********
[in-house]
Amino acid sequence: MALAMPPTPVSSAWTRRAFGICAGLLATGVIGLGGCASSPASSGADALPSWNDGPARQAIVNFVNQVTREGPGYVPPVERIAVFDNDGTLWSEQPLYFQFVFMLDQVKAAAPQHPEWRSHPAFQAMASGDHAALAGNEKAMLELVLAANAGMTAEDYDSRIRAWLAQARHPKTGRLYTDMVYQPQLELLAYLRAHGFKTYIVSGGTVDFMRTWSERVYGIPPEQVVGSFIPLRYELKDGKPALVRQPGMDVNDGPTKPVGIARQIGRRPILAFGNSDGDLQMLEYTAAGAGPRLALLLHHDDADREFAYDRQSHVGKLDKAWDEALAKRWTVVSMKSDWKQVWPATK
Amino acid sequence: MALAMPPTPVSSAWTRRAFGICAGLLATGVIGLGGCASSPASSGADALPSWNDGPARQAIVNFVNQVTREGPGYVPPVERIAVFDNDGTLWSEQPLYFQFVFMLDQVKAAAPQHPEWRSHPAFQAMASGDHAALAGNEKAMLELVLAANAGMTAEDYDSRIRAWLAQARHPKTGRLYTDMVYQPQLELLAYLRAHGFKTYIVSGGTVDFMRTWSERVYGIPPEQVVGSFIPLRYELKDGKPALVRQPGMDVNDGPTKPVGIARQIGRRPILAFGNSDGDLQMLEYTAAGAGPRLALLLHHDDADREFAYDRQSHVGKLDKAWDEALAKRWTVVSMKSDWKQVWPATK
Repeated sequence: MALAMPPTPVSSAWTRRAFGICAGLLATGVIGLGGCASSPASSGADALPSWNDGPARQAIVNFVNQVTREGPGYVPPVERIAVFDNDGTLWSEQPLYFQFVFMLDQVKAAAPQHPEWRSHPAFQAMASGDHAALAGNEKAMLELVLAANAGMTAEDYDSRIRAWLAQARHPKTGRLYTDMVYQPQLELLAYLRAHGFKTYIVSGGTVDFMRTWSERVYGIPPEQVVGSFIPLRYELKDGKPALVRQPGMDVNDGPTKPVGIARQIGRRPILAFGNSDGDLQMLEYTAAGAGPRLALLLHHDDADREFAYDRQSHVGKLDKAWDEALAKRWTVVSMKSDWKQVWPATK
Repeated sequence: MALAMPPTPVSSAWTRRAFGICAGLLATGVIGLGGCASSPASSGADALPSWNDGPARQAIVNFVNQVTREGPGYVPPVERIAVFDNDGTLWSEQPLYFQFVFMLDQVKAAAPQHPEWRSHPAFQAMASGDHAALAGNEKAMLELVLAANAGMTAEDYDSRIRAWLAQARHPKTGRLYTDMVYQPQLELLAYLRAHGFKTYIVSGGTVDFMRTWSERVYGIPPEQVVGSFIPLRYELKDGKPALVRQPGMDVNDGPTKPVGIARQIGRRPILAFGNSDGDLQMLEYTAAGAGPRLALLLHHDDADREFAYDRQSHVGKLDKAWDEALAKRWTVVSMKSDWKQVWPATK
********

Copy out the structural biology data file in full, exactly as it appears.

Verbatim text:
[in-house]
Amino acid sequence: MALAMPPTPVSSAWTRRAFGICAGLLATGVIGLGGCASSPASSGADALPSWNDGPARQAIVNFVNQVTREGPGYVPPVERIAVFDNDGTLWSEQPLYFQFVFMLDQVKAAAPQHPEWRSHPAFQAMASGDHAALAGNEKAMLELVLAANAGMTAEDYDSRIRAWLAQARHPKTGRLYTDMVYQPQLELLAYLRAHGFKTYIVSGGTVDFMRTWSERVYGIPPEQVVGSFIPLRYELKDGKPALVRQPGMDVNDGPTKPVGIARQIGRRPILAFGNSDGDLQMLEYTAAGAGPRLALLLHHDDADREFAYDRQSHVGKLDKAWDEALAKRWTVVSMKSDWKQVWPATK
Amino acid sequence: MALAMPPTPVSSAWTRRAFGICAGLLATGVIGLGGCASSPASSGADALPSWNDGPARQAIVNFVNQVTREGPGYVPPVERIAVFDNDGTLWSEQPLYFQFVFMLDQVKAAAPQHPEWRSHPAFQAMASGDHAALAGNEKAMLELVLAANAGMTAEDYDSRIRAWLAQARHPKTGRLYTDMVYQPQLELLAYLRAHGFKTYIVSGGTVDFMRTWSERVYGIPPEQVVGSFIPLRYELKDGKPALVRQPGMDVNDGPTKPVGIARQIGRRPILAFGNSDGDLQMLEYTAAGAGPRLALLLHHDDADREFAYDRQSHVGKLDKAWDEALAKRWTVVSMKSDWKQVWPATK
Repeated sequence: MALAMPPTPVSSAWTRRAFGICAGLLATGVIGLGGCASSPASSGADALPSWNDGPARQAIVNFVNQVTREGPGYVPPVERIAVFDNDGTLWSEQPLYFQFVFMLDQVKAAAPQHPEWRSHPAFQAMASGDHAALAGNEKAMLELVLAANAGMTAEDYDSRIRAWLAQARHPKTGRLYTDMVYQPQLELLAYLRAHGFKTYIVSGGTVDFMRTWSERVYGIPPEQVVGSFIPLRYELKDGKPALVRQPGMDVNDGPTKPVGIARQIGRRPILAFGNSDGDLQMLEYTAAGAGPRLALLLHHDDADREFAYDRQSHVGKLDKAWDEALAKRWTVVSMKSDWKQVWPATK
Repeated sequence: MALAMPPTPVSSAWTRRAFGICAGLLATGVIGLGGCASSPASSGADALPSWNDGPARQAIVNFVNQVTREGPGYVPPVERIAVFDNDGTLWSEQPLYFQFVFMLDQVKAAAPQHPEWRSHPAFQAMASGDHAALAGNEKAMLELVLAANAGMTAEDYDSRIRAWLAQARHPKTGRLYTDMVYQPQLELLAYLRAHGFKTYIVSGGTVDFMRTWSERVYGIPPEQVVGSFIPLRYELKDGKPALVRQPGMDVNDGPTKPVGIARQIGRRPILAFGNSDGDLQMLEYTAAGAGPRLALLLHHDDADREFAYDRQSHVGKLDKAWDEALAKRWTVVSMKSDWKQVWPATK